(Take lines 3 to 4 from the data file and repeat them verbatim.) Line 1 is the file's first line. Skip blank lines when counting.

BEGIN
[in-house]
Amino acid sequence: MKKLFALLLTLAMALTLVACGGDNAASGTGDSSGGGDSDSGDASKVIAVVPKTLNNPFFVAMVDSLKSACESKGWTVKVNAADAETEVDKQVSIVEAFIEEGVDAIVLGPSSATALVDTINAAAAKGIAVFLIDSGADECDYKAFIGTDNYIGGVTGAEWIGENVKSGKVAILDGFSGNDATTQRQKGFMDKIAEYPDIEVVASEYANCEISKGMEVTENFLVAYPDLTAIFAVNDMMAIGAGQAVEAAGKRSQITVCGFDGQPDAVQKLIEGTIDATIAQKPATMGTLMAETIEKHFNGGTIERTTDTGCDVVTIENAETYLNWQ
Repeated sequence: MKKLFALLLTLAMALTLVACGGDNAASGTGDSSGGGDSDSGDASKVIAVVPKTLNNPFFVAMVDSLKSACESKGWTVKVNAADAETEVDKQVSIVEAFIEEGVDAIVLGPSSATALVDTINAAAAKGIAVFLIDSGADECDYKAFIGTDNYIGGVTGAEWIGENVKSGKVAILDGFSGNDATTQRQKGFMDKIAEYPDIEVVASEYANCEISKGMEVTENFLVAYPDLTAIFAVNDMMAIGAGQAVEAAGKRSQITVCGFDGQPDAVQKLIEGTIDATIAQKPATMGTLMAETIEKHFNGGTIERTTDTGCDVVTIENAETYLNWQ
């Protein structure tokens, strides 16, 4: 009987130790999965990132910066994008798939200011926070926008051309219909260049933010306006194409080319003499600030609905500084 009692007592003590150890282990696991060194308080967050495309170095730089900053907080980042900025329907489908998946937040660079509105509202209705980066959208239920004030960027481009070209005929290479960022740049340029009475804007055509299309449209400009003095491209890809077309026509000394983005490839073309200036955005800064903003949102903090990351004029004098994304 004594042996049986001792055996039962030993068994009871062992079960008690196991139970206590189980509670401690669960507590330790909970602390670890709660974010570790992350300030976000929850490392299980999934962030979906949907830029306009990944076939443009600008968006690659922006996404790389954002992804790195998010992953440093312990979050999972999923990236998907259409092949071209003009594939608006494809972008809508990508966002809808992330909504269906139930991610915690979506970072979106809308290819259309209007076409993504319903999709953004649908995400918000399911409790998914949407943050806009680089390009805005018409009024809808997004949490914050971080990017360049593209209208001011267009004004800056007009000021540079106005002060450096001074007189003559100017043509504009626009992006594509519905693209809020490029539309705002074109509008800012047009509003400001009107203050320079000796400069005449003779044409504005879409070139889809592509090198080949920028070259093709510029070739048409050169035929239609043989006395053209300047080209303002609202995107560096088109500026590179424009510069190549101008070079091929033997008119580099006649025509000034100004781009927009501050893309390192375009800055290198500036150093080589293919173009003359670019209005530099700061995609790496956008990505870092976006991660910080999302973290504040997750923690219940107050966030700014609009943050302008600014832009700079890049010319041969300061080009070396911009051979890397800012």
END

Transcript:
Repeated sequence: MKKLFALLLTLAMALTLVACGGDNAASGTGDSSGGGDSDSGDASKVIAVVPKTLNNPFFVAMVDSLKSACESKGWTVKVNAADAETEVDKQVSIVEAFIEEGVDAIVLGPSSATALVDTINAAAAKGIAVFLIDSGADECDYKAFIGTDNYIGGVTGAEWIGENVKSGKVAILDGFSGNDATTQRQKGFMDKIAEYPDIEVVASEYANCEISKGMEVTENFLVAYPDLTAIFAVNDMMAIGAGQAVEAAGKRSQITVCGFDGQPDAVQKLIEGTIDATIAQKPATMGTLMAETIEKHFNGGTIERTTDTGCDVVTIENAETYLNWQ
């Protein structure tokens, strides 16, 4: 009987130790999965990132910066994008798939200011926070926008051309219909260049933010306006194409080319003499600030609905500084 009692007592003590150890282990696991060194308080967050495309170095730089900053907080980042900025329907489908998946937040660079509105509202209705980066959208239920004030960027481009070209005929290479960022740049340029009475804007055509299309449209400009003095491209890809077309026509000394983005490839073309200036955005800064903003949102903090990351004029004098994304 004594042996049986001792055996039962030993068994009871062992079960008690196991139970206590189980509670401690669960507590330790909970602390670890709660974010570790992350300030976000929850490392299980999934962030979906949907830029306009990944076939443009600008968006690659922006996404790389954002992804790195998010992953440093312990979050999972999923990236998907259409092949071209003009594939608006494809972008809508990508966002809808992330909504269906139930991610915690979506970072979106809308290819259309209007076409993504319903999709953004649908995400918000399911409790998914949407943050806009680089390009805005018409009024809808997004949490914050971080990017360049593209209208001011267009004004800056007009000021540079106005002060450096001074007189003559100017043509504009626009992006594509519905693209809020490029539309705002074109509008800012047009509003400001009107203050320079000796400069005449003779044409504005879409070139889809592509090198080949920028070259093709510029070739048409050169035929239609043989006395053209300047080209303002609202995107560096088109500026590179424009510069190549101008070079091929033997008119580099006649025509000034100004781009927009501050893309390192375009800055290198500036150093080589293919173009003359670019209005530099700061995609790496956008990505870092976006991660910080999302973290504040997750923690219940107050966030700014609009943050302008600014832009700079890049010319041969300061080009070396911009051979890397800012």